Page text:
The Rudolf Steiner Archive

a project of Steiner Online Library, a public charity

The Riddle of Man
GA 20

Translator's Introduction

This book portrays a struggle to develop a new sense for what man is. In clear, pictorial language it speaks to the heart about the riddles of existence. The German and Austrian idealists whose many voices we hear in it sought a deeper kind of thinking than that which can accept man as a mere machine. They tried to lift thinking to a seeing of what the deeper heart already knows about the immortality of the soul and its access to the sources of existence.

At a time when Germany is reuniting, it is important to look at Rudolf Steiner's picture of a central mission of the German folk spirit: to explore the human soul, to recognize that it exists above and beyond its reflection in the body, to implement its ability to wake up out of ordinary consciousness, and to realize the “I's” own free spiritual activity, which is both individualistic and in harmony with that of other people. Clearly these are themes transcending national boundaries and time periods.

Rudolf Steiner depicts not only the “thinking, observations, and contemplations” of famous people, but also, with warmth and enthusiasm, shows the profound discoveries of men forgotten or unrecognized during their lifetimes, many of them known to him personally. He wrote this book during World War I, with his “heart's blood,” sometimes devoting two days to writing one sentence. Time would tell, he said, whether it would also be as “badly read” as his previous books. An unusually personal quality imbues this book, as though Rudolf Steiner could not keep the deepest concerns of his heart from showing through.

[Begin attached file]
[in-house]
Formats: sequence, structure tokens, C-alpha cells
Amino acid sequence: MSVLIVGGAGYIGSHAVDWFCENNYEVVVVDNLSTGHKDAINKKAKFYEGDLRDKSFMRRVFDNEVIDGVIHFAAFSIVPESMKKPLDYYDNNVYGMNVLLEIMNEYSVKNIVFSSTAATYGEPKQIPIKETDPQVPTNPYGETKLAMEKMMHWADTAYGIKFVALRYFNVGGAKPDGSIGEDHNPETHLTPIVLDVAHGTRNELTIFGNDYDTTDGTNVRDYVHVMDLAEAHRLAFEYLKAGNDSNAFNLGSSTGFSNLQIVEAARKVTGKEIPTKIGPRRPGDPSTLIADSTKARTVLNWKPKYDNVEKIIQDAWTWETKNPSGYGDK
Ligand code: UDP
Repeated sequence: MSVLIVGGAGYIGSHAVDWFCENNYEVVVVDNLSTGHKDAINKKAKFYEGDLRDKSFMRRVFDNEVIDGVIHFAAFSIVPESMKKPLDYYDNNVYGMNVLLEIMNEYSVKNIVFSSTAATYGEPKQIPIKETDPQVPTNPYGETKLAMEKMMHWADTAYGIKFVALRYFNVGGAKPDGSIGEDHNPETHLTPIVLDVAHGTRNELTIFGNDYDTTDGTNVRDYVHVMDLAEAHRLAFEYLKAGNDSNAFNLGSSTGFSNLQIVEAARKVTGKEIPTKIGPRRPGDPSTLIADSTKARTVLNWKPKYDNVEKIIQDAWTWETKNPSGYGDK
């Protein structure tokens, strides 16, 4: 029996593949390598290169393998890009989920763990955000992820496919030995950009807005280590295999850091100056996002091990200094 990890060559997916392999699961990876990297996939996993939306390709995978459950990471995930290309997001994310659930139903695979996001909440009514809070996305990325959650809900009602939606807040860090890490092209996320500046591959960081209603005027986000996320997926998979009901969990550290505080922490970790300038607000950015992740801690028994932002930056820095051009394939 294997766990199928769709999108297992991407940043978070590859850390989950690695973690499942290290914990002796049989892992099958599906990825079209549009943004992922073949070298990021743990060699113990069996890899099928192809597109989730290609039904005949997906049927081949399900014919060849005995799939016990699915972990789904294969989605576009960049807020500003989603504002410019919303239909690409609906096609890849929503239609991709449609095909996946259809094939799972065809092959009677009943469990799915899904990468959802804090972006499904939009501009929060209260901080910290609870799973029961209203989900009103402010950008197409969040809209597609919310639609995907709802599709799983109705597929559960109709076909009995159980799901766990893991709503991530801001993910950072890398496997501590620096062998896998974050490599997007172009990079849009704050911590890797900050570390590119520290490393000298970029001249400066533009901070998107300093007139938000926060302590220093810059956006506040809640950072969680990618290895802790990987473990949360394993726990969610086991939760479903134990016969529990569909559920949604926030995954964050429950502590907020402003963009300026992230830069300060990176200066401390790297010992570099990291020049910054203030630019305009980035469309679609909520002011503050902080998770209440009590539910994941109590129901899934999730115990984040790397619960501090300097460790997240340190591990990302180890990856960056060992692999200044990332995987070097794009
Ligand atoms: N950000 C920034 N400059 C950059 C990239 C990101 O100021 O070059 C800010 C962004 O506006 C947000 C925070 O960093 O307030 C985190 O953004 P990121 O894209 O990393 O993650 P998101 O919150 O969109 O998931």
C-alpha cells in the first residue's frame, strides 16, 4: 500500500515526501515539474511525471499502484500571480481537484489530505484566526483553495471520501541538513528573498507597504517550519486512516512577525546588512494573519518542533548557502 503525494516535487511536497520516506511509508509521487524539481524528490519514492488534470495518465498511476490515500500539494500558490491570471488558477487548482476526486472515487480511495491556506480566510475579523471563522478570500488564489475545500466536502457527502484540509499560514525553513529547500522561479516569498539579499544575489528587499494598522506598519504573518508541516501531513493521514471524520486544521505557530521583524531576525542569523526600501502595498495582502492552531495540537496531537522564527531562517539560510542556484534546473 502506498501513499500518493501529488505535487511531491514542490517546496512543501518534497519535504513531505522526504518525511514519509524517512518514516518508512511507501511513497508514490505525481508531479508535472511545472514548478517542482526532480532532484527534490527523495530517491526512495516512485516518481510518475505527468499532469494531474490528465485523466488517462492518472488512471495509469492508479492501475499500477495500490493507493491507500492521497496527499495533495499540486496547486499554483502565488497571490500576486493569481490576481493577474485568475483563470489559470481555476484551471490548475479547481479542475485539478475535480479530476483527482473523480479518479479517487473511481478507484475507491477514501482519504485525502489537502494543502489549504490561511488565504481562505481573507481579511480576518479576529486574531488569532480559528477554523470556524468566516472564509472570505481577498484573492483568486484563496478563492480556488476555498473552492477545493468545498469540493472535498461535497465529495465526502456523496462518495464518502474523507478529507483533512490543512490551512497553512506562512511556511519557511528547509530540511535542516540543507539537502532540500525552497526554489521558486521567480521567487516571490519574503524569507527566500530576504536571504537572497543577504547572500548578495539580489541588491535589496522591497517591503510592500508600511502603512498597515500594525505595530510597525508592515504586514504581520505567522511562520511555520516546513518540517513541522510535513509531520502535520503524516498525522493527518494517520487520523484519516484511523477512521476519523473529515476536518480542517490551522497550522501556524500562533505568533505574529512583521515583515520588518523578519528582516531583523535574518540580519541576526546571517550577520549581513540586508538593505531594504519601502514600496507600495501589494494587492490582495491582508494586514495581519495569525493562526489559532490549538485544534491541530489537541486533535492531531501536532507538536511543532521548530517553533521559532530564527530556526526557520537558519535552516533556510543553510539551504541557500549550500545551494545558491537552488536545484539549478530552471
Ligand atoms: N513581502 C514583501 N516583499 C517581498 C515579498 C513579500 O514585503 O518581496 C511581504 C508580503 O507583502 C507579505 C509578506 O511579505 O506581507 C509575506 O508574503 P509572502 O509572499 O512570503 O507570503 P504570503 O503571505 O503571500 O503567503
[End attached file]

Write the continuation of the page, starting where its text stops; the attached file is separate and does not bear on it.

The powerful ideas of the last chapter are like beings sent to wake us out of the disastrous mentality whose results were all around us in 1916. The impact of this chapter is far greater if the reader has taken the amazing journey (not meant for those seeking passive entertainment) of the preceding chapters, The German idealists' urgent quest for the spiritual world, often meeting with hatred or indifference, is dramatically vindicated there. The struggle of the higher individual to come through in us lives everywhere in this book, often expressed in striking and original terms, as in Jean Paul's question: “To what end and from where were these extraordinary potentials and wishes laid in us, which, bare as swallowed diamonds, slowly cut our earthly covering to pieces?”